A trip around the world in 100 wines

Century_Wine_ClubI came across the Wine Century Club this past week. If you’ve tasted at least 100 different grape varieties, you qualify to become a member. They describe themselves as “consumers and promoters of uncommon wine grape varieties”. I love the idea behind this club: it’s all too easy to keep going back to the same bottles, so we all (myself included) can use some encouragement to continue to try different bottles and discover new gems. I’m finding that there are a few challenges with the Wine Century Club’s particular approach though:

  • Quite a large number of grape varieties are mostly used (and best used) as blending grapes. That is, they are used (often in small proportions) to fill out a blend of different grape varieties. As an example, the grape variety Clairette produces wines that are high in alcohol, low in acidity, and tend to oxidize easily. As such, it rarely forms the majority in a blend, let alone it being used to produce a single-varietal wine. So in order to claim that you have tasted this grape variety, you will need to try a wine like the Chateauneuf-du-Pape Vieux Télégraphe Red, which contains a minuscule amount (<5%) of Clairette in its blend.
  • Focussing on different grape varieties doesn’t allow for trying out the same variety across different regions, which I find one of the most interesting things about wine. A Pinot Noir from Burgundy tastes distinctly different from a California Pinot Noir; the same “ingredient” produces a very different end-product, which is part of what makes tasting different wines such a fun adventure.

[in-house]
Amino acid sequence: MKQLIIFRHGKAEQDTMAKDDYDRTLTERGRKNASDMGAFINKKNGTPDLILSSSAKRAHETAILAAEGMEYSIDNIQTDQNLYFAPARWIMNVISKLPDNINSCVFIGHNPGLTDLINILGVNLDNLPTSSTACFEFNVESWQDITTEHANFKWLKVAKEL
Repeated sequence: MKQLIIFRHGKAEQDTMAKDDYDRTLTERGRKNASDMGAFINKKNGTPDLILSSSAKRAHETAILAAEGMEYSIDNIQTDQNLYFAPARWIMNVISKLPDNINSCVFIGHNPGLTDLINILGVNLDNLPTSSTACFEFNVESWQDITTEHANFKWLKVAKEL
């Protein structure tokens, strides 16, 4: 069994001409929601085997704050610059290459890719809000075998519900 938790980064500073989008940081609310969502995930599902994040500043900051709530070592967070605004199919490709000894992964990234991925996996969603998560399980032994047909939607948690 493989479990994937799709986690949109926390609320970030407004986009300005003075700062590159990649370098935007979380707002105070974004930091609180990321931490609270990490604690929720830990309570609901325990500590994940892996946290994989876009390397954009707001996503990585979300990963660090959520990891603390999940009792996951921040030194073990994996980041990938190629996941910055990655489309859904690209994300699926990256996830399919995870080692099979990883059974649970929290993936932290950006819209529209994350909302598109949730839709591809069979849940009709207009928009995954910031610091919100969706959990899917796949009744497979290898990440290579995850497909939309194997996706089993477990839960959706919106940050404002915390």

A trip around the world in 100 winesSo mulling this over, I came up with a slightly different approach; one that focusses more on the world’s different types of wines and wine regions than on different grape varieties. This approach moves away from the highly obscure and instead provides a glimpse of the wide variety of wines being produced across the world. You can download the overview here. You’ll notice that the overview doesn’t provide specific wines to try. There are two main reasons for this:

  • What wines are available in each market varies widely. As such, the best approach is to find a good wine store in your community and ask them for recommendations for each of the types of wines / regions. This will ensure you get a good wine within your price range, which leads to the second reason…
  • It provides some flexibility in terms of your budget. That said, two points:
    • I would strongly recommend spending at least $15-$20. For more info on why, check out this article.
    • Although for most regions you’ll be able to find great wines for under $25, there are a few that are expensive. Save those for a special occasion and enjoy!

For the wine geeks out there, let me know if you have any feedback on the list. What regions do you feel should be added and which ones could be removed to keep the list at 100?

Leave a comment

1 Comment

  1. Jenny

     /  December 24, 2013

    I think you should include jura, valtellina, alto-adige/valle d’osta, definitely frappato and nerello mascarese from Sicily, and i think sherry is definite must.


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